According to the Consumer Electronics Association, "Top government officials attended the 2011 International CES. One hundred government leaders from the U.S. Cabinet, U.S. Senate and House of Representatives, Federal Communications Commission, National Highway Traffic Safety Administration, Office of Science and Technology Policy, Executive Office of the President, U.S. Department of Commerce, U.S. Department of Transportation, U.S. Department of Homeland Security, U.S. Department of the Treasury, Office of the United States Trade Representative, U.S. International Trade Commission and the Environmental Protection Agency attend CES to learn where technology is heading."
If you were not one of the 149,000+ attendees of the recent Consumer Electronics Show at Las Vegas, but you are in Congress and did not have the chance to be among the one hundred government leaders mentioned above, you had the chance to receive a tailored walk-through of some of the main CES introductions at the CES at the Hill event, right in your backyard (but in a tent) in Washington D.C.
The event was followed by a Digital Patriots dinner the next day to honor Sen. Tom A. Coburn, M.D. (R-OK), Rep. Anna G. Eshoo (D-CA) and Dr. Robert E. Kahn, chairman, CEO and president of the Corporation for National Research Initiatives (CNRI), as the CEA does every year to honor leaders that made major efforts toward the consumer electronics industry.
And as I do almost every year, I am heading to Washington to attend both events. After almost 30 years of driving to D.C. in the rush hour when I was in the computer industry I was certainly not eager to make the trip.
According to the CEA "31,677 industry professionals from outside the U.S. attended the 2011 International CES January 6-9, 2011, in Las Vegas, Nevada. Up 30 percent from last year, international attendance at the 2011 CES set a new record for the show's 45 year history. An independent audit, performed by Veris Consulting LLC, confirms CES' status as the world's largest consumer technology tradeshow and North America's largest annual tradeshow of any kind. Overall, the 2011 International CES welcomed 149,529 technology attendees during its four day run."
CES 2011 had more than 1.6 million net square feet of exhibit space for more than 2700 exhibiting companies to launch an estimated 20,000 new products. International attendees represented 140 countries, aside from the U.S., the top 10 countries represented in terms of attendees were: Canada, South Korea, Japan, China, United Kingdom, Mexico, Taiwan, France, Germany and Brazil.
The CEA added "More than 40,000 top decision makers and senior level executives attend the International CES for its unparalleled networking and business opportunities. The Veris audit confirms that 43 percent of 2011 CES attendees are senior level executives, on par with last year. Presidents, CEOs and/or business owners made up 16 percent of attendees. Nearly one third of all attendees are the final decision makers when it comes to new product purchases and partnerships with new companies, with 97 percent identified as having buying decision influence. More than 11,500 attendees represented companies with more than $500 million in total annual sales, up 37 percent over 2010 CES.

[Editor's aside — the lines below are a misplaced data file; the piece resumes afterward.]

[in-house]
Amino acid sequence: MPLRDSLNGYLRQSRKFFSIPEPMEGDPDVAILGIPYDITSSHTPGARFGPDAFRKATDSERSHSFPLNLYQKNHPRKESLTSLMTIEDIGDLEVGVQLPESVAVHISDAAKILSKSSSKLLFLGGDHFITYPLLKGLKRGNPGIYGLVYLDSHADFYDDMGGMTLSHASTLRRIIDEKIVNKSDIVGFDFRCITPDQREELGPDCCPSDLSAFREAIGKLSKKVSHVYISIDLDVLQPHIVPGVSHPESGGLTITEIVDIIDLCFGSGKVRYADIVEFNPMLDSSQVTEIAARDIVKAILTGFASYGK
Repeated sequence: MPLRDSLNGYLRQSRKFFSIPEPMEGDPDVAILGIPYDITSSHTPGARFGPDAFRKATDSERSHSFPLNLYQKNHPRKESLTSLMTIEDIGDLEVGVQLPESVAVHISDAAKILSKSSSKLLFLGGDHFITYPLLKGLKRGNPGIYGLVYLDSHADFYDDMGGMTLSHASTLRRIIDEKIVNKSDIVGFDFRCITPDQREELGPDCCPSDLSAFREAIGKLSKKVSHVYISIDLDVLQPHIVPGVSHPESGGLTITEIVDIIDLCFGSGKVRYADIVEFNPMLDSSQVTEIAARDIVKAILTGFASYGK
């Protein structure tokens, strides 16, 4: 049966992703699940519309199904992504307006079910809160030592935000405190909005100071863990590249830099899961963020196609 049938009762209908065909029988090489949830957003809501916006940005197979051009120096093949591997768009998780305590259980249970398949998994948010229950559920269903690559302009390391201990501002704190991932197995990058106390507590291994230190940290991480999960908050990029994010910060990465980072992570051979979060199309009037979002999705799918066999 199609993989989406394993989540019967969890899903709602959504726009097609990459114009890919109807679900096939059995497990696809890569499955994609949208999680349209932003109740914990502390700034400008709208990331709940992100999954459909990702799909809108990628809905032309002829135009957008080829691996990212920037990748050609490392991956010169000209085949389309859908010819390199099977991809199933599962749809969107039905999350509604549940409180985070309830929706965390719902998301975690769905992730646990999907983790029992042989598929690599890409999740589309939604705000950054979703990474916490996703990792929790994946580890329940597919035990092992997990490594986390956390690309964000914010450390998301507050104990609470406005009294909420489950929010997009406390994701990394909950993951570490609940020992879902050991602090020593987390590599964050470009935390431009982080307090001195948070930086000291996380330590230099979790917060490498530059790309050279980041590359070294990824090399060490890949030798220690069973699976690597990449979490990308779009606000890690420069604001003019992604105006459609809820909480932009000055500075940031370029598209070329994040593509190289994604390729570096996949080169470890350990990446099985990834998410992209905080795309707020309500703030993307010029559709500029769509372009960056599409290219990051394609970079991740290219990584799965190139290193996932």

Leaders from diverse business areas including entertainment, retail, education, engineering and financial services attend the International CES, according to the Veris audit. More than 12,000 retail buying organizations, 6,500 manufacturers and 3,500 engineering companies came to the 2011 CES. Additionally, more than 9,500 attendees from the content development and entertainment industry came to CES' inaugural year of the Entertainment Matters program, providing entertainment executives the chance to experience the products and technologies that deliver their entertainment to the consumer."
Although I already walked the miles of exhibitions in January, and attended dozens of meetings with manufacturers and innovators at CES, I was interested in witnessing what the CEA considers Congress must see about 3D/HDTV and its related technologies.
Posted by Rodolfo La Maestra, May 12, 2011 10:45 PM
About Rodolfo La Maestra
Rodolfo La Maestra is the Senior Technical Director of UHDTV Magazine and HDTV Magazine and participated in the HDTV vision since the late 1980's. In the late 1990's, he began tracking and reviewing HDTV consumer equipment, and authored the annual HDTV Technology Review report, tutorials, and educative articles for HDTV Magazine, DVDetc and HDTVetc magazines, Veritas et Visus Newsletter, Display Search, and served as technical consultant/editor for the "Reference Guide" and the "HDTV Glossary of Terms" for HDTVetc and HDTV Magazines. In 2004, he began recording a weekly HDTV technology program for MD Cable television, which by 2006 reached the rating of second most viewed.
Rodolfo's background encompasses Electronic Engineering, Computer Science, and Audio and Video Electronics, with over 4,700 hours of professional training, a BS in Computer and Information Systems, and thirty+ professional and post-graduate certifications, some from MIT, American, and George Washington Universities. Rodolfo was also Computer Science professor in five institutions between 1966-1973 in Argentina, regarding IBM, Burroughs, and Honeywell mainframe computers. After 38 years of computer systems career, Rodolfo retired in 2003 as Chief of Systems Development from the Inter-American Development Bank directing sixty+ software-development computer professionals, supporting member countries in north/central/south America.